“A lot of people in my father’s family did not make it out of Poland,” Mr. Sanders said. “They were murdered by the father of white supremacy, Adolf Hitler.”
Josiah Leonard, a 19-year-old freshman at Morehouse, said he was leaning toward voting for Mr. Sanders after hearing his speech.
“He hasn’t felt what it’s like to be a black man,” Mr. Leonard said of Mr. Sanders. “But he knows about racial injustice and mass incarceration.”
A similarly personal effort by Mr. Buttigieg, in which he cited his background as a gay man to empathize with black voters, drew pushback after the debate Wednesday. Sen. Harris of California called the comments “a bit naive,” saying civil-rights activists “know that it is important that we not compare our struggles.”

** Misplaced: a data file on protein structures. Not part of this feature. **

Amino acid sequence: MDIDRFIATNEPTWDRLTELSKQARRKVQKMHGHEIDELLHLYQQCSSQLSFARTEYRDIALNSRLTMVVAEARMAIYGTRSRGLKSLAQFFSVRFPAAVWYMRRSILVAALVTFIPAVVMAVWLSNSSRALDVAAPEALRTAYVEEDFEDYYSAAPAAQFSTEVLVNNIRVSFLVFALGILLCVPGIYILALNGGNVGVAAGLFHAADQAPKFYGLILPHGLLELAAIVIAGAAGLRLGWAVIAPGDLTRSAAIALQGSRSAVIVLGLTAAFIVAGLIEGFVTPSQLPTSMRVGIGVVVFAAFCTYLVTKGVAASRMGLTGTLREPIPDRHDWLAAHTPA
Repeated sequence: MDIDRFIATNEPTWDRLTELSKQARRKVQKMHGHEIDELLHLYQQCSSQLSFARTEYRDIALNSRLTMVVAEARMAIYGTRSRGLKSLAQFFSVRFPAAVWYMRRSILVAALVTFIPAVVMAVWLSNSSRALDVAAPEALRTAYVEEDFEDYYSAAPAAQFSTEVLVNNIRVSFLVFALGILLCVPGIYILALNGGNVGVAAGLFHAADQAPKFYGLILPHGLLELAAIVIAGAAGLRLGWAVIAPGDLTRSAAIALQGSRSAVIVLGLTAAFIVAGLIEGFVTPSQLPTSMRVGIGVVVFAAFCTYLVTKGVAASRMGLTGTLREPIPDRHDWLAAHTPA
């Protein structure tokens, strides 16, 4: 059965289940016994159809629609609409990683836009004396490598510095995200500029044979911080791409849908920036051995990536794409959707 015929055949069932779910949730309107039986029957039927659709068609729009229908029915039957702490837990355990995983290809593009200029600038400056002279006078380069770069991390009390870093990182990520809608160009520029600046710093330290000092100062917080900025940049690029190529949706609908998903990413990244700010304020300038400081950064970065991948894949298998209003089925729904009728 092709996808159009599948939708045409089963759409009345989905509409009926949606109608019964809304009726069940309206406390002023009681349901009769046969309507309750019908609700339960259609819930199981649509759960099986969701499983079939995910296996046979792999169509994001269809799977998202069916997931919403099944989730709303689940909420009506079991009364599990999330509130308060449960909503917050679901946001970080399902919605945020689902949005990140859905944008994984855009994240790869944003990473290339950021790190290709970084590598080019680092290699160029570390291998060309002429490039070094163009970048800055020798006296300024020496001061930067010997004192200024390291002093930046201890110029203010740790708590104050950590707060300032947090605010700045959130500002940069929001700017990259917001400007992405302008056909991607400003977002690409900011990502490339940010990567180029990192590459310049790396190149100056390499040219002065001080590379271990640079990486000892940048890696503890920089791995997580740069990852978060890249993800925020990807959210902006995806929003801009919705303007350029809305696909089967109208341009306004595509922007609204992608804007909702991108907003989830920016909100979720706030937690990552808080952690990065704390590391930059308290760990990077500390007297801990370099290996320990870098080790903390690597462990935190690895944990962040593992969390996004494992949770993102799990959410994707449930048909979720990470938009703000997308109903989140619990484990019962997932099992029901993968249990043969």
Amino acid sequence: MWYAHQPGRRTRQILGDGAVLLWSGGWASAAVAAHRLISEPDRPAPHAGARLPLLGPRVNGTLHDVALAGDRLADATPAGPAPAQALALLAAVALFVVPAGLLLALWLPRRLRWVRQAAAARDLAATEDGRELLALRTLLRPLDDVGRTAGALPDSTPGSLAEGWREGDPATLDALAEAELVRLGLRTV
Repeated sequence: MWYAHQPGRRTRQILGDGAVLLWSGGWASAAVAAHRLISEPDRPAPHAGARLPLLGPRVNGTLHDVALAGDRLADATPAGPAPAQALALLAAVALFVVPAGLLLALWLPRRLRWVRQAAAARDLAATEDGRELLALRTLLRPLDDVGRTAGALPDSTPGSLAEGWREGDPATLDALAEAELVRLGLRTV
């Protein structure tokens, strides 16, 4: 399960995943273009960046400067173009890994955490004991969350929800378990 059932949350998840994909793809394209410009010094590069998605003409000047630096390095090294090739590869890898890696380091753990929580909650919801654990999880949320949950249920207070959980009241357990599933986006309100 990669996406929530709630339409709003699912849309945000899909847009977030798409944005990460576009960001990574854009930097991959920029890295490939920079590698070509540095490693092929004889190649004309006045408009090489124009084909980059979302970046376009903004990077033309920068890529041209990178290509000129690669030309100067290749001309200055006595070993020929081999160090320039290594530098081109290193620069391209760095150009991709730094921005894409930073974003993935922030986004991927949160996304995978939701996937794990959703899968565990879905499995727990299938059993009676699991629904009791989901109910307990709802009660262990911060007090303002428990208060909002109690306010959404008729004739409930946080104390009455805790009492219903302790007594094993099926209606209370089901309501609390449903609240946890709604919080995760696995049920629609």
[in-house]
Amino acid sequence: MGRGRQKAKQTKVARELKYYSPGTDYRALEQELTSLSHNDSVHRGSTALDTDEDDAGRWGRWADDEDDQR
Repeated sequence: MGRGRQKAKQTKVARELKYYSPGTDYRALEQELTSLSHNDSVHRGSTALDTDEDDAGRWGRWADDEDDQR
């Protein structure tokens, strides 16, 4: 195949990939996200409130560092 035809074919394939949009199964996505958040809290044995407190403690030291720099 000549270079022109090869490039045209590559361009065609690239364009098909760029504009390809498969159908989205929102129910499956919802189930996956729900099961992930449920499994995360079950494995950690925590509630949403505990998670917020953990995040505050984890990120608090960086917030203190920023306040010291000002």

Mr. Buttigieg told reporters he wasn’t trying to equate the two experiences, adding: “This is a time for solidarity, and anyone who has experienced whatever personal struggle we bring to this fight needs to reach into that as motivation to help others.”
Mr. Biden has taken heat during debates for his positions on race-related issues, from his role in crime legislation in the 1990s to his opposition to federally mandated busing to integrate schools. But his support has remained strong among black Democrats.
On Wednesday, he again stumbled, earning a rebuke from Mr. Booker and Ms. Harris, when he erroneously claimed to have the endorsement of the only black woman ever elected to the U.S. Senate. Ms. Harris, the second black woman elected to the Senate, threw her hands in the air.